Labour History: A Journal of Labour and Social History

Inequality of Luck: Accident Compensation in New Zealand and Australia

Labour History: A Journal of Labour and Social History (2013), 104, (1), 189–210.

Abstract

The romance and liberating effects of the rise of the modern transport and industrial systems have attracted more attention than how accident victims, and their dependents, coped. Every modern society has a system of dealing with “blood on the bitumen” and “coming a gutser” at work or elsewhere but New Zealand is conspicuous in developing a no-fault comprehensive accident compensation system. About the same time, Australia had draft legislation before its legislature that included sickness too. Only New Zealand, however, in 1974, overturned common law and other remedies to institute a radical law reform over “accidents.” This paper considers the failure of policy transfer between New Zealand and Australia on this issue. More generally there has been relatively little historiographical interest in social experiments “down under,” or the expansion in the late twentieth century welfare states, despite the current public policy debate over an Australian disability scheme. It is argued that such expansions of the welfare state, such as no fault accident compensation, are awkward developments for the dominant neoliberal model of the state undermining welfare.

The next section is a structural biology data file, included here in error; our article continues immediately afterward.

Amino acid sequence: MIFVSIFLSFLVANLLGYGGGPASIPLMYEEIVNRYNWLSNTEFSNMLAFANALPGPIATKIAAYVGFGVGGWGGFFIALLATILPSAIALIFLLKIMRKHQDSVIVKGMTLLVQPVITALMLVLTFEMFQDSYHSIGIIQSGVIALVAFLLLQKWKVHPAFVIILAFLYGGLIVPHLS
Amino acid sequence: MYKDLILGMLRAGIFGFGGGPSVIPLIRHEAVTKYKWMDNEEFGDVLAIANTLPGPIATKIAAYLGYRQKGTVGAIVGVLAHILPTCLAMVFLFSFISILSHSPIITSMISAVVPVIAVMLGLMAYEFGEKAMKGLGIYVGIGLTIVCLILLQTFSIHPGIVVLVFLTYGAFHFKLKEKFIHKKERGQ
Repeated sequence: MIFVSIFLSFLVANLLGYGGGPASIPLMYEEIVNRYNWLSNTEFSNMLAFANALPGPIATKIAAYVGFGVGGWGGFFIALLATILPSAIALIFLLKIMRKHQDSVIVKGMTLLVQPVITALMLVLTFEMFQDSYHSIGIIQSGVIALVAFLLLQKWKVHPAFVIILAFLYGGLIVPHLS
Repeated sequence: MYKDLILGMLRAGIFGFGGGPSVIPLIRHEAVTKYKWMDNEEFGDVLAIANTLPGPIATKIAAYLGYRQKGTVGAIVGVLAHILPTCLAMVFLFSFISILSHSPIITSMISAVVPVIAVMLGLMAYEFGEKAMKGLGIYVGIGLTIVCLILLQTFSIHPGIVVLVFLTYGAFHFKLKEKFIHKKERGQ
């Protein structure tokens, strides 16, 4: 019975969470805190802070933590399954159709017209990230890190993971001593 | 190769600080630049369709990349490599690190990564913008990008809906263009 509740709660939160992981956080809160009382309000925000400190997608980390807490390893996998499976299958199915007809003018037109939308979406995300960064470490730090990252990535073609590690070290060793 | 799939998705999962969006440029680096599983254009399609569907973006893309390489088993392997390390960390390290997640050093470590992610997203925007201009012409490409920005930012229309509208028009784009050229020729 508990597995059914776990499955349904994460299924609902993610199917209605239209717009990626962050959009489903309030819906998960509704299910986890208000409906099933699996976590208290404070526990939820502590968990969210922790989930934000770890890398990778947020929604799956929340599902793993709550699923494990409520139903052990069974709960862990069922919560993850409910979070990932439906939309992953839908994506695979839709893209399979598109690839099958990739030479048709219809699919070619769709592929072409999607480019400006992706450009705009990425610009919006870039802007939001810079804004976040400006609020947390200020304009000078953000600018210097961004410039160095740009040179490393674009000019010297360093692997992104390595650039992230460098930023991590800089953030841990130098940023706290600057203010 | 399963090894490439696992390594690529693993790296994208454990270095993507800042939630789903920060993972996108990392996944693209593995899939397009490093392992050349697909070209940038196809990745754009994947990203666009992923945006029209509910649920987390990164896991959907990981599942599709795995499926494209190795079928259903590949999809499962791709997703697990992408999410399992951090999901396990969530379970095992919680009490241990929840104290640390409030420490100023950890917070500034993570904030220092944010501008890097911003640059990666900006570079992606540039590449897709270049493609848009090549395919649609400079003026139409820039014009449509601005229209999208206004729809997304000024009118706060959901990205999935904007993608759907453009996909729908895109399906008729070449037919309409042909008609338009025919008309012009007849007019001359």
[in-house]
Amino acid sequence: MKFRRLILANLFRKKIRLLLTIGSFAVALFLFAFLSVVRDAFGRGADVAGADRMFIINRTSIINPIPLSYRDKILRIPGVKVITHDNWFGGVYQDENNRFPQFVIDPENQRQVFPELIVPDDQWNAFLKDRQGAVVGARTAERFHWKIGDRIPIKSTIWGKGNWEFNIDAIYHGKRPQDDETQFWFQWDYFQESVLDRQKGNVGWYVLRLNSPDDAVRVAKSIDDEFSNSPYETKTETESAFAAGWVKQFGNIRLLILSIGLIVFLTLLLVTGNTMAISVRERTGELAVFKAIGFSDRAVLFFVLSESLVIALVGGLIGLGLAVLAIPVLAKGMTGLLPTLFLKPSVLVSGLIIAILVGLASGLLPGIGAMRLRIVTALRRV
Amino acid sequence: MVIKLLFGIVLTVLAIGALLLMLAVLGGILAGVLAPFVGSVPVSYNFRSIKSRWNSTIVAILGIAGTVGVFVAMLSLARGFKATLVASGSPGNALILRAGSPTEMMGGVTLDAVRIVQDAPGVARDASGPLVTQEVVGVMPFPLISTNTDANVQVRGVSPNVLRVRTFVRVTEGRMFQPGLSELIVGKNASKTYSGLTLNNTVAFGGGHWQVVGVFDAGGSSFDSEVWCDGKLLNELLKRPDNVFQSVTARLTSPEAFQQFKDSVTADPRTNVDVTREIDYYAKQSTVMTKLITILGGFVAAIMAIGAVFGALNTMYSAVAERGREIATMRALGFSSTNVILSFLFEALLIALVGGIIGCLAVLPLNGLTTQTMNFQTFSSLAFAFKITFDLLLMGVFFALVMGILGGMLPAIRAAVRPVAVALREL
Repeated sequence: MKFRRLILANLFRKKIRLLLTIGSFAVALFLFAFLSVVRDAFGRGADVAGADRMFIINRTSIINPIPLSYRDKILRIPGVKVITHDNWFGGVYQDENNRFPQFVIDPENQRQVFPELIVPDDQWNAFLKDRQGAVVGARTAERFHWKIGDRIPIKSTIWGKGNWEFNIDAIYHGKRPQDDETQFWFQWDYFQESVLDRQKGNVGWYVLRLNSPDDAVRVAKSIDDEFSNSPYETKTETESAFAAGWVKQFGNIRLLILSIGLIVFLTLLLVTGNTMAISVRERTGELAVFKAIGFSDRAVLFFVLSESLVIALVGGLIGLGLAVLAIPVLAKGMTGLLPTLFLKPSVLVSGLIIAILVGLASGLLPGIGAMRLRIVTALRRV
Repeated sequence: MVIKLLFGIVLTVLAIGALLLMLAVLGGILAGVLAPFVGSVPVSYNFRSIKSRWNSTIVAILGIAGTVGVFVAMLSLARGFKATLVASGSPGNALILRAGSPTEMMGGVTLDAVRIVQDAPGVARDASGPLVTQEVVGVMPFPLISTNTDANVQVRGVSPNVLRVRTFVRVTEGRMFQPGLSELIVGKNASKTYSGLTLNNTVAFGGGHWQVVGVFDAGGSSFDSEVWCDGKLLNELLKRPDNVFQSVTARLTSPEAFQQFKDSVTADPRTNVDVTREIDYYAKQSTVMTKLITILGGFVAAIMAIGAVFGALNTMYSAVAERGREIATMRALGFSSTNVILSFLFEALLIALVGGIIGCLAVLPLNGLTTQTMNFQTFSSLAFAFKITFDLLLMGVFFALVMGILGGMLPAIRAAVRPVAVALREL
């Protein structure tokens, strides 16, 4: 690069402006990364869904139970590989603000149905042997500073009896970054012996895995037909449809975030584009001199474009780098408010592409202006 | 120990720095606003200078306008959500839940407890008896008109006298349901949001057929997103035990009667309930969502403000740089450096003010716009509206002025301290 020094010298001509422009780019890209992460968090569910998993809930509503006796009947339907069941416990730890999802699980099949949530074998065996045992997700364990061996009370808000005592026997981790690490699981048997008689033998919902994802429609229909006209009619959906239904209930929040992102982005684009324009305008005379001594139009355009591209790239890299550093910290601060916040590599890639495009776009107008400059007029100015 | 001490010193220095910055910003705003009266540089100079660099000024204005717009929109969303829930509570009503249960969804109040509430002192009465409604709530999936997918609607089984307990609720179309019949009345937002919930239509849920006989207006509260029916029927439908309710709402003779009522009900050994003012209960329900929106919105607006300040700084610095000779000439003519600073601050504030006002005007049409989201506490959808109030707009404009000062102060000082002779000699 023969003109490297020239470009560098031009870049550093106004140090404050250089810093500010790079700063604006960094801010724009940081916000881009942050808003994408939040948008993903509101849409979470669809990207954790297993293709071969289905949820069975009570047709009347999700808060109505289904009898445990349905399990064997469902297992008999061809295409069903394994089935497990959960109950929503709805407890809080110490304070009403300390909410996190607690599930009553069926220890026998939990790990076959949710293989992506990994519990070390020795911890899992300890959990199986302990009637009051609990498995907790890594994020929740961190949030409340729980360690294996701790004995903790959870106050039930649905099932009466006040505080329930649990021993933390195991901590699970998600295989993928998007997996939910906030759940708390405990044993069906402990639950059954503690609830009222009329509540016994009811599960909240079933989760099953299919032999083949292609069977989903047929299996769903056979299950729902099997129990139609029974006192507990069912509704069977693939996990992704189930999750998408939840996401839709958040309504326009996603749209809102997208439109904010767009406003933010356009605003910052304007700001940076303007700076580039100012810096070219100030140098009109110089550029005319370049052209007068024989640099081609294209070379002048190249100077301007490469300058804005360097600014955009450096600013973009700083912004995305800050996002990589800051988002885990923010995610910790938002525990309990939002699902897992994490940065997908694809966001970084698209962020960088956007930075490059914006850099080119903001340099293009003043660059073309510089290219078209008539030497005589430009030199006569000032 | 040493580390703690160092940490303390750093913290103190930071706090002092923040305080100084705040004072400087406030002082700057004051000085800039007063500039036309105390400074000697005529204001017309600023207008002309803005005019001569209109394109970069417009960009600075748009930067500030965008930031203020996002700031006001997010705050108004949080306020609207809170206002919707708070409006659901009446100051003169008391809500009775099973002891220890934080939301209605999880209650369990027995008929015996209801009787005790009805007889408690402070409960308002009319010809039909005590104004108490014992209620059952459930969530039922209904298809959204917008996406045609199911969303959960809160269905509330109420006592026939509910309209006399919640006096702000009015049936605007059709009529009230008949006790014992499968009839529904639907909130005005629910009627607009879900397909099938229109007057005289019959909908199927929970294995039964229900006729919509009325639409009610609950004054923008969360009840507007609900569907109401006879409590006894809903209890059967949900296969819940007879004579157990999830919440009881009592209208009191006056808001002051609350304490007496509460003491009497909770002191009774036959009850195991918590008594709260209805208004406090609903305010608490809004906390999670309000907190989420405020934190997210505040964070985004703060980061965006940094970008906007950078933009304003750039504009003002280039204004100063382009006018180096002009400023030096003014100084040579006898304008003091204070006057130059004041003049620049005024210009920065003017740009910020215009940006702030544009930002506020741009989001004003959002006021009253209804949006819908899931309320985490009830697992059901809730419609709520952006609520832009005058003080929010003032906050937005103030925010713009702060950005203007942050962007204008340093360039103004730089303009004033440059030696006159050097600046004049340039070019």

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Footnotes

*The author would like to thank the two anonymous referees ofLabour Historyfor their comments and suggestions. Google Scholar

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Nolan, Melanie